Last week, Hilary Clinton expressed America's fears about the planned British defense cuts.
In the UK, I have long been warning the British political establishment about the dangers of these cuts. Now I am pleased to say that Secretary Clinton has abandoned diplomatic niceties and joined the argument, saying that "the more our allies cut their capabilities, the more people will look to the United States to cover whatever gaps are created."
Nor is she alone in feeling that way. General Casey is a former commander of the multinational force in Iraq, who has commanded at every level from platoon to Division. When I met him a few months ago, he said that in light of future threats to US, Europe and the West in General, he was concerned to see that European countries were reducing their defense budgets across the board.
When you in the States do a Strategic Defense Review, it is a Strategic Defense Review. When we in the UK do one, I'm afraid to say that it tends to be less of a risk assessment, and more of a cost saving exercise.
This year, that was even starker than ever. The UK Treasury explicitly and shamelessly mandated the review to find savings of 20 to 40%, to be completed in time for the Spending Review on October 20th. To make matters worse, it also asked the Ministry of Defense to take into account spending on Britain´s nuclear deterrent, which has traditionally been paid for by the Treasury, not out of the defense budget. No attempt was made, it seems, to even make this year´s Review appear to be an intellectually honest assessment of forthcoming risks to Britain, and what should be spent to defend against them. The Review is, sadly, a cost-cutting exercise masquerading as an assessment of what Britain´s world role should be.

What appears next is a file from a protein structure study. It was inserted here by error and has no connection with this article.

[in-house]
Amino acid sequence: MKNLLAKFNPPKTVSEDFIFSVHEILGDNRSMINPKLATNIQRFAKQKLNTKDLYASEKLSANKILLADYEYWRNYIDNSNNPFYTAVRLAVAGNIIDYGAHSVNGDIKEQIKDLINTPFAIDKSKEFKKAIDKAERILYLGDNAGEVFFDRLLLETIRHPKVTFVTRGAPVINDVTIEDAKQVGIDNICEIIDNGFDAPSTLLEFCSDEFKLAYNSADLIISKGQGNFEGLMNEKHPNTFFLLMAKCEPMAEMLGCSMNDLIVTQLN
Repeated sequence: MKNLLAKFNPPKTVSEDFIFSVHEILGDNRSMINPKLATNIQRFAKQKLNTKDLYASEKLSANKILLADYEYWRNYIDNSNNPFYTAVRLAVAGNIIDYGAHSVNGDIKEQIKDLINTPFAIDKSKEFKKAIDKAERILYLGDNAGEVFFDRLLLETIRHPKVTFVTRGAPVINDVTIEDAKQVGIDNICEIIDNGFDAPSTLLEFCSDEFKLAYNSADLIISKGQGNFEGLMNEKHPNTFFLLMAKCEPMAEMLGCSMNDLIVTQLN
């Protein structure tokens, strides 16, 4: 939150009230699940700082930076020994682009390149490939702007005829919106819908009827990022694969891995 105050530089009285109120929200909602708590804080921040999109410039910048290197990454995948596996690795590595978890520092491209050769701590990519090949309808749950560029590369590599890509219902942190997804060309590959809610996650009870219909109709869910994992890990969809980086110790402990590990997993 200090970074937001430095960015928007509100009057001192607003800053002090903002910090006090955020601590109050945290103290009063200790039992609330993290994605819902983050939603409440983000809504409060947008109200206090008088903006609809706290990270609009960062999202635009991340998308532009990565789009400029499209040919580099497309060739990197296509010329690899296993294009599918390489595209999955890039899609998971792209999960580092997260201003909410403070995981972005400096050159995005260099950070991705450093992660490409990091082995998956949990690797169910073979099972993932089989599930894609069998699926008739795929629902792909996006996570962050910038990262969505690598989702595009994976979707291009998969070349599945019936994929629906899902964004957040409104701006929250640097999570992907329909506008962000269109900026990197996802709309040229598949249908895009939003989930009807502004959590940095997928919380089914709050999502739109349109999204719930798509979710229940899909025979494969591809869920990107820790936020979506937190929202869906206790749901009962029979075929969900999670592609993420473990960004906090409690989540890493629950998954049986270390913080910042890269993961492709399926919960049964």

Britain's Defense review is also devastatingly short sighted. It is being conducted seemingly in ignorance of the cuts that British Forces have already suffered over recent years. Real terms cuts have led to insufficient funding for forces' housing; inadequate medical care; cancellation of training exercises; lack of equipment; low pay for the junior ranks; and worst of all: avoidable casualties. Twenty years ago defense spending was 4% of GNP, now it has fallen to 2.6%. This long-term trend has tangible repercussions. In 1964 we had 413 warships. Today we do not have three quarters of that number, not even a half. We actually have less than a quarter.
Underfunding of our armed forces has left a skeleton of what was once a feared and formidable force. Surely this is a lesson to the US about what can become of a force which was once the world's most feared army.
But ultimately, Hillary Clinton and General Casey are right because a decline in military capabilities means a decline in importance in world affairs. For centuries, Britain has been able to stand proud of the strength of her forces. They have been the foundation for our global power and our position as a preeminent power in world affairs. For the last sixty-odd years we have maintained an enviable relative GDP, a seat on the UN Security Council, and nuclear weapons. Cutting the forces cuts our world political clout. Our UN Security Council seat becomes ever less defensible, and we become a less useful ally.
It is gratifying that both Mrs Clinton and General Casey can see that when a country weakens itself militarily, it weaken itself politically. If only our Prime Minister could see that too.
Azeem Ibrahim is a Research Scholar at the Kennedy School of Government at Harvard, Member of the Board of Directors at the Institute for Social Policy and Understanding and Chairman and CEO of Ibrahim Associates.
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